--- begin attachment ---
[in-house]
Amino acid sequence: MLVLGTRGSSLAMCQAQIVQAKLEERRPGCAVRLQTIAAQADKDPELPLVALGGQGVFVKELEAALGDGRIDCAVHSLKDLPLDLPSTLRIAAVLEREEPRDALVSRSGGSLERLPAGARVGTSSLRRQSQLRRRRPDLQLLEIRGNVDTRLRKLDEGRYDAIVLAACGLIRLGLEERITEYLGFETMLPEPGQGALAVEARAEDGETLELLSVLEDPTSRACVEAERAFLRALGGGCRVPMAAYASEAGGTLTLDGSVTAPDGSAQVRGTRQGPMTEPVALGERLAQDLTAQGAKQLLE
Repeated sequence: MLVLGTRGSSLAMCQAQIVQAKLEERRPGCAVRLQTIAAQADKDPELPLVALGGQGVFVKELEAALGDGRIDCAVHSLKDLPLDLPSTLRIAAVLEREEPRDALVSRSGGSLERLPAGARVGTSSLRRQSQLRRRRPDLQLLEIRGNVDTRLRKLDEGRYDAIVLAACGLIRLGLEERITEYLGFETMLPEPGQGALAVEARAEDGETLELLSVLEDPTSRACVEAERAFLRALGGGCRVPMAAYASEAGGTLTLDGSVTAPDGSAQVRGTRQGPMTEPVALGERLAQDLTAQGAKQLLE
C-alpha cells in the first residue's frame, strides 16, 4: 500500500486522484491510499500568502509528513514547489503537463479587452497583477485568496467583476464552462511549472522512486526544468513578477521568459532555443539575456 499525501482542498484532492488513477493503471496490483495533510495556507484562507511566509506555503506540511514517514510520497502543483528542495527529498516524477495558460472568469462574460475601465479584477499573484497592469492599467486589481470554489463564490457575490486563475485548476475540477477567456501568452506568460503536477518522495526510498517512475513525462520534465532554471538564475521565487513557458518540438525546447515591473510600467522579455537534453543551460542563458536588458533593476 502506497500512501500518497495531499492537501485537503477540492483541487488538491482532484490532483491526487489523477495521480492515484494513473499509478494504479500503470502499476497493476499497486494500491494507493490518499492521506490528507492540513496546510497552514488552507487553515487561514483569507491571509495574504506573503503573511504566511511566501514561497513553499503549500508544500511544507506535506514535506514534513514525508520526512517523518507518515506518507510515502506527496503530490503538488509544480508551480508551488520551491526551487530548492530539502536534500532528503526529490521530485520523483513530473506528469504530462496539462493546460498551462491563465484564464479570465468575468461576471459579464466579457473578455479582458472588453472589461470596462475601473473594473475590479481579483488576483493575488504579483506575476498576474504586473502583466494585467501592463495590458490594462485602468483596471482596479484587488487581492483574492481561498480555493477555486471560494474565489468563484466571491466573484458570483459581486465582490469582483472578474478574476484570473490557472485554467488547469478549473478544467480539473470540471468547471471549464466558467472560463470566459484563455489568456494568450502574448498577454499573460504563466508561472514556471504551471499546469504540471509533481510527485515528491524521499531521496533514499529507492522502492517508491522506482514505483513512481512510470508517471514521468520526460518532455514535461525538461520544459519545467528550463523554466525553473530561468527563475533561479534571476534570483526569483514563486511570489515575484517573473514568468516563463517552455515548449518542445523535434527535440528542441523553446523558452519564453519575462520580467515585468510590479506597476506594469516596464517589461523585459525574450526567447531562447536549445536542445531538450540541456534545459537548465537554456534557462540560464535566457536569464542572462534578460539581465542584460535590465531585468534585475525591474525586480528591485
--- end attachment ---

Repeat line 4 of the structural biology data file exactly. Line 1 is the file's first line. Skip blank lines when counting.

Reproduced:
C-alpha cells in the first residue's frame, strides 16, 4: 500500500486522484491510499500568502509528513514547489503537463479587452497583477485568496467583476464552462511549472522512486526544468513578477521568459532555443539575456 499525501482542498484532492488513477493503471496490483495533510495556507484562507511566509506555503506540511514517514510520497502543483528542495527529498516524477495558460472568469462574460475601465479584477499573484497592469492599467486589481470554489463564490457575490486563475485548476475540477477567456501568452506568460503536477518522495526510498517512475513525462520534465532554471538564475521565487513557458518540438525546447515591473510600467522579455537534453543551460542563458536588458533593476 502506497500512501500518497495531499492537501485537503477540492483541487488538491482532484490532483491526487489523477495521480492515484494513473499509478494504479500503470502499476497493476499497486494500491494507493490518499492521506490528507492540513496546510497552514488552507487553515487561514483569507491571509495574504506573503503573511504566511511566501514561497513553499503549500508544500511544507506535506514535506514534513514525508520526512517523518507518515506518507510515502506527496503530490503538488509544480508551480508551488520551491526551487530548492530539502536534500532528503526529490521530485520523483513530473506528469504530462496539462493546460498551462491563465484564464479570465468575468461576471459579464466579457473578455479582458472588453472589461470596462475601473473594473475590479481579483488576483493575488504579483506575476498576474504586473502583466494585467501592463495590458490594462485602468483596471482596479484587488487581492483574492481561498480555493477555486471560494474565489468563484466571491466573484458570483459581486465582490469582483472578474478574476484570473490557472485554467488547469478549473478544467480539473470540471468547471471549464466558467472560463470566459484563455489568456494568450502574448498577454499573460504563466508561472514556471504551471499546469504540471509533481510527485515528491524521499531521496533514499529507492522502492517508491522506482514505483513512481512510470508517471514521468520526460518532455514535461525538461520544459519545467528550463523554466525553473530561468527563475533561479534571476534570483526569483514563486511570489515575484517573473514568468516563463517552455515548449518542445523535434527535440528542441523553446523558452519564453519575462520580467515585468510590479506597476506594469516596464517589461523585459525574450526567447531562447536549445536542445531538450540541456534545459537548465537554456534557462540560464535566457536569464542572462534578460539581465542584460535590465531585468534585475525591474525586480528591485